Striving to fill voids in Hiroshima, evidence of victims remains 76 years after atomic bombing: Sealed, charred documents of Ms. Kato, former “94 Zaimoku-cho” resident, donated to museum

by Kyosuke Mizukawa, Staff Writer

Ms. Kato’s family hopes artifacts help future generations learn of lives at hypocenter

Asa Kato, a victim of the atomic bombing who was 66 years old at the time, lived at “94 Zaimoku-cho,” which is now located around the site of the main building of the Hiroshima Peace Memorial Museum in Peace Memorial Park (in the city’s Naka Ward). Ms. Kato’s family donated her belongings, including charred documents and an official seal, to the museum. The artifacts serve as evidence showing people used to live in the part of the city that surrounds the A-bombing hypocenter. According to a museum spokesperson, “The materials are valuable for learning about people’s lives and the damage caused by the atomic bombing in the area where the museum is now located.”

Sumihisa, 78, the grandson of Asa who is a resident of Hiroshima’s Naka Ward, inherited from his now deceased parents the artifacts removed from the safe found in the ruins of Asa’s home. Among the artifacts were an official seal with the name “Kato” carved on it, charred documents and a property title deed, a coin purse with a metal clasp, keys, and a lunch box with coins in it. Sumihisa donated the articles to the museum earlier in April this year in the hopes of preserving them for the sake of future generations.

The address of 94 Zaimoku-cho, where Ms. Kato lived, was located on a street corner in the area of Zaimoku-cho, where shops, restaurants, and medical clinics stood side by side. In their dimensions, the houses lined in this way were deep but not wide.

“I heard the story that she had rented out the space facing the street to a vegetable and fruit shop and lived alone in the back room,” Sumihisa said. Asa and her husband, Moichi, were evacuated from the city for a time, but she returned to Zaimoku-cho, where she lived for a long time after Moichi had died first, in January 1945.

On August 6, 1945, the date of the atomic bombing, Zaimoku-cho, Nakajima-honmachi, and other towns in the Nakajima district, which now comprise present-day Hiroshima Peace Memorial Park, were wiped out by the atomic bomb detonated in the sky directly above the area. Sumihisa’s father, Hiroso, a police officer who was stationed at a police station in Otake City, engaged in relief operations, forcing his wife Toshiko to leave Otake City with the two-year-old Sumihisa to look for Asa in the ruins of her home in Zaimoku-cho. They were unable to find Asa’s remains.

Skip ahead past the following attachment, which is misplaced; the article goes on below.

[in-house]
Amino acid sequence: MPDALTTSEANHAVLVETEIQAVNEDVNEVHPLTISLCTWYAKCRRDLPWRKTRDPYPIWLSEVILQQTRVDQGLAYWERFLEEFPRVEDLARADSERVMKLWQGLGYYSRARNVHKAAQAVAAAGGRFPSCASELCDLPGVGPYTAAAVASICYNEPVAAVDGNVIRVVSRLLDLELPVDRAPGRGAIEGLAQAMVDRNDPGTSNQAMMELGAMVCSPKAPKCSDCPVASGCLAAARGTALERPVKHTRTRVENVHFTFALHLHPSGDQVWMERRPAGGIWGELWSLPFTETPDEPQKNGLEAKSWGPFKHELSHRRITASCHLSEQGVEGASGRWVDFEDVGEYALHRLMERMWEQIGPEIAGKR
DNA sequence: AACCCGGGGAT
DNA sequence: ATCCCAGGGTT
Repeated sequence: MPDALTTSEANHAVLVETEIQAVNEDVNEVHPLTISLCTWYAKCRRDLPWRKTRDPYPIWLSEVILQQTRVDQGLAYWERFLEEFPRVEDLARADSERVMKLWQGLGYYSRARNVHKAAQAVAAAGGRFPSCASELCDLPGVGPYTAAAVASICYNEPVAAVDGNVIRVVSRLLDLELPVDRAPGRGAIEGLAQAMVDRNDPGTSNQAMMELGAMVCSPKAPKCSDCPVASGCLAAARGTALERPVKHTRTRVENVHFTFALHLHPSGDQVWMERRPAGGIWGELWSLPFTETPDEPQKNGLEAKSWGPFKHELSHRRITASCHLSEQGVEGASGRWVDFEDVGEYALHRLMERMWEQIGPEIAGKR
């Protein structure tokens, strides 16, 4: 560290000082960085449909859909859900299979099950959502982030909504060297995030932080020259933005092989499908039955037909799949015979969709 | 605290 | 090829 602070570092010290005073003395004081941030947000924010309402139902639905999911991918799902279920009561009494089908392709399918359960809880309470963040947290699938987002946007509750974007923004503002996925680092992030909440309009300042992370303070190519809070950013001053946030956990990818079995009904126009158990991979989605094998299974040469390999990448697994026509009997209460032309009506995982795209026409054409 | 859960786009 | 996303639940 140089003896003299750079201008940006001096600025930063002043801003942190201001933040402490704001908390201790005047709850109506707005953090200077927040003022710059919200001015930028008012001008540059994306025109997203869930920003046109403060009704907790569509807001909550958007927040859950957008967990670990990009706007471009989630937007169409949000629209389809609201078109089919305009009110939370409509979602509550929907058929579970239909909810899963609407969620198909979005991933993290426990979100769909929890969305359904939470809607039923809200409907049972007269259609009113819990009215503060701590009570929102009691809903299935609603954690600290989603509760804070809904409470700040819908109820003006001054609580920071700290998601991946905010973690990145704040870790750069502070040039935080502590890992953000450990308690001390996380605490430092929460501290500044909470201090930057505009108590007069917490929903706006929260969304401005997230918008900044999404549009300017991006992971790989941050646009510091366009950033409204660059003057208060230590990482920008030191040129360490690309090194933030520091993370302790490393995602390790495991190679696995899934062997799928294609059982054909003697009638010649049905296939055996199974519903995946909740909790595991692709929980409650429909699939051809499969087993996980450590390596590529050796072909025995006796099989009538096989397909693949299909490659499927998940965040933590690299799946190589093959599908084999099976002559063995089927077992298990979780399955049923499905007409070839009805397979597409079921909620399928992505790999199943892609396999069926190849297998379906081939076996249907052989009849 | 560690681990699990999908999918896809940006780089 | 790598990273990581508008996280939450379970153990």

“We picked up ashes in the ruins of the house that looked like the bones from a dog and placed the bones in her grave as if they belonged to my grandmother.” Sumihisa heard this story from his father later, because he was too small to have any memory of that time. While he was alive, Hiroso took pains to save the items because, he said, “They are important.”

During 2015–2017, the city conducted excavations beneath the museum’s main building prior to installing a seismic isolator underground to fortify the building in the event of an earthquake. Sadaichi Yamagata, 51 at the time of the bombing, was Ms. Kato’s next-door neighbor to the south at a residence with the address “95 Zaimoku-cho.” He ran a cutlery shop but was killed in the bombing. Unearthed from the ground surface of the ruins of his home was a collection of charred wooden rice scoops. The city government cut out and removed a portion of the ground surface, which is now preserved in the memorial museum. Sadaichi is the great-grandfather of Ryota Yamagata, a track and field athlete taking part in the Tokyo Olympic Games now being held.

The museum’s curator Mari Shimomura said about the items donated by Ms. Kato’s family and the artifacts unearthed from Sadaichi’s home, “They are valuable because we have few materials related to the Nakajima district. The more we have as evidence of the lives of each household, the closer we can come to understanding the situation at the time.” Sumihisa, a former city hall employee who has experience in organizing the annual Peace Memorial Ceremony, said, “I hope the artifacts can help in some way to convey that the present-day Peace Memorial Park used to be a neighborhood.”

(Originally published on August 4, 2021)